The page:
A doctor in Wyoming who drove through a storm to pick his son up at the airport didn’t realize he had been struck by lightning until two days later, when he finally went to the hospital for growing pain in his face and chest.
“I saw a big flash of light,” Paul Beaupre, who was walking in search of his car at the airport terminal, told the Jackson Hole News & Guide. “The next thing I knew I woke up face-planted on the asphalt.”
But because nobody came to help, Beaupre figured his injuries weren’t severe enough to warrant medical attention, and he got in his car and drove to the other airport. He then celebrated the Fourth of July with family and friends before heading to the hospital the next day, according to the news outlet.
He was determined to have a broken nose, jaw and three broken ribs, and when staff saw his creatine-kinase levels were high, they figured out that he had been struck by lightning.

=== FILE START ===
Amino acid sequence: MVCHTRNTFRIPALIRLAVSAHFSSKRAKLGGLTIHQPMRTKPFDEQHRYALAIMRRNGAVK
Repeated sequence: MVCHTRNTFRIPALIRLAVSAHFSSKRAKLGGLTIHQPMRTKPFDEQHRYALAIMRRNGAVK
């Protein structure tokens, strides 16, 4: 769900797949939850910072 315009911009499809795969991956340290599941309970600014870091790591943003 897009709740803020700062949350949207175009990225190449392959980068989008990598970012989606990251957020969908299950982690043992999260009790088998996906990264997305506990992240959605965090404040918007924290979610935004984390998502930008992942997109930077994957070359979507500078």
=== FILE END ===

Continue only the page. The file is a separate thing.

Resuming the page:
Beaupre, who has since returned to treating patients of his own, said he had heard thunder and seen lightning, but nothing striking close by before he was hit.
Lightning is a major cause of storm-related deaths in the U.S., as it can result in cardiac arrest, according to the National Weather Service. Over the last 10 years the U.S. has seen an average of 27 reported lightning fatalities each year, but only about 10 percent of people who are struck are killed.